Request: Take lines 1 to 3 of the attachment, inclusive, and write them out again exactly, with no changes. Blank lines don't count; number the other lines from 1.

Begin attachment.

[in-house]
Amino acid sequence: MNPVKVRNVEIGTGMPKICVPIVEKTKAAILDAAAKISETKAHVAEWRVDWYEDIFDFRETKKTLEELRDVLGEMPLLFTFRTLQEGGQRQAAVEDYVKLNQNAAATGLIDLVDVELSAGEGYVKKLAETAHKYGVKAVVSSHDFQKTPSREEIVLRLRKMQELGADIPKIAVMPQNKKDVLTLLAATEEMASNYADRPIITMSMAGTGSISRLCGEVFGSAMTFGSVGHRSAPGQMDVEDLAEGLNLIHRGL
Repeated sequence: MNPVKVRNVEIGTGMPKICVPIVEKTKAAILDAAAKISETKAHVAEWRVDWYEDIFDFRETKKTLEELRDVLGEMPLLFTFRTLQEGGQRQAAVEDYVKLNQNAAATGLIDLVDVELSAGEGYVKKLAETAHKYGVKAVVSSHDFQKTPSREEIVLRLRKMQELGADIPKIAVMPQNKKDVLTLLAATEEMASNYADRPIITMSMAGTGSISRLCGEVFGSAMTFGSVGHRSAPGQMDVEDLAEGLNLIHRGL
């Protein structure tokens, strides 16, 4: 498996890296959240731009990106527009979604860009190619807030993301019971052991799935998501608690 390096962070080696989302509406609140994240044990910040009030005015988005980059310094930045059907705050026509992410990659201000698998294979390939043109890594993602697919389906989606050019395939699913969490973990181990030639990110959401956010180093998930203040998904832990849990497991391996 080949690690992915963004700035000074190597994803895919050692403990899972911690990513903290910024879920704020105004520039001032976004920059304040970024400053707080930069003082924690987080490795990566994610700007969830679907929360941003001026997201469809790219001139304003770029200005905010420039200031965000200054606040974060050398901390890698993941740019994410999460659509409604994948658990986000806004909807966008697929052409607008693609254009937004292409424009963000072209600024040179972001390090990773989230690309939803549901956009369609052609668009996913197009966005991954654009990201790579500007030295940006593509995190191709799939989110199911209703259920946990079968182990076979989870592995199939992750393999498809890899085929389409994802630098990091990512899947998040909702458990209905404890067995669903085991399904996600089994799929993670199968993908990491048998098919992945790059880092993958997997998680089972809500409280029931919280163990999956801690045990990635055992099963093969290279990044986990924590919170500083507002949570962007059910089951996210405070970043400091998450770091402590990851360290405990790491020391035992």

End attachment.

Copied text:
[in-house]
Amino acid sequence: MNPVKVRNVEIGTGMPKICVPIVEKTKAAILDAAAKISETKAHVAEWRVDWYEDIFDFRETKKTLEELRDVLGEMPLLFTFRTLQEGGQRQAAVEDYVKLNQNAAATGLIDLVDVELSAGEGYVKKLAETAHKYGVKAVVSSHDFQKTPSREEIVLRLRKMQELGADIPKIAVMPQNKKDVLTLLAATEEMASNYADRPIITMSMAGTGSISRLCGEVFGSAMTFGSVGHRSAPGQMDVEDLAEGLNLIHRGL
Repeated sequence: MNPVKVRNVEIGTGMPKICVPIVEKTKAAILDAAAKISETKAHVAEWRVDWYEDIFDFRETKKTLEELRDVLGEMPLLFTFRTLQEGGQRQAAVEDYVKLNQNAAATGLIDLVDVELSAGEGYVKKLAETAHKYGVKAVVSSHDFQKTPSREEIVLRLRKMQELGADIPKIAVMPQNKKDVLTLLAATEEMASNYADRPIITMSMAGTGSISRLCGEVFGSAMTFGSVGHRSAPGQMDVEDLAEGLNLIHRGL